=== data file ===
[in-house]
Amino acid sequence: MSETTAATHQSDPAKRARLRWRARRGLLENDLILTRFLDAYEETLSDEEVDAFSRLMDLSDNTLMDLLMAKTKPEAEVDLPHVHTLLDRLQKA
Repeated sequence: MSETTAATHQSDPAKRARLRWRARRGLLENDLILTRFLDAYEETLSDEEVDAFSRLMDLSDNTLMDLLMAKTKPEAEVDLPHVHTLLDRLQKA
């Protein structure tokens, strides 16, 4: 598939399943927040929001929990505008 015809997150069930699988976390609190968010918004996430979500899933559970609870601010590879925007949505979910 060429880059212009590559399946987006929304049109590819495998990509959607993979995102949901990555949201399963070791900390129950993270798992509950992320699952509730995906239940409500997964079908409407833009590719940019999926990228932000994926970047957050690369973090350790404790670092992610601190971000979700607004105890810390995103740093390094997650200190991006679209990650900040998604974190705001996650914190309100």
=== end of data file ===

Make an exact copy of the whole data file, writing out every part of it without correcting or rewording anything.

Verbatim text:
[in-house]
Amino acid sequence: MSETTAATHQSDPAKRARLRWRARRGLLENDLILTRFLDAYEETLSDEEVDAFSRLMDLSDNTLMDLLMAKTKPEAEVDLPHVHTLLDRLQKA
Repeated sequence: MSETTAATHQSDPAKRARLRWRARRGLLENDLILTRFLDAYEETLSDEEVDAFSRLMDLSDNTLMDLLMAKTKPEAEVDLPHVHTLLDRLQKA
């Protein structure tokens, strides 16, 4: 598939399943927040929001929990505008 015809997150069930699988976390609190968010918004996430979500899933559970609870601010590879925007949505979910 060429880059212009590559399946987006929304049109590819495998990509959607993979995102949901990555949201399963070791900390129950993270798992509950992320699952509730995906239940409500997964079908409407833009590719940019999926990228932000994926970047957050690369973090350790404790670092992610601190971000979700607004105890810390995103740093390094997650200190991006679209990650900040998604974190705001996650914190309100």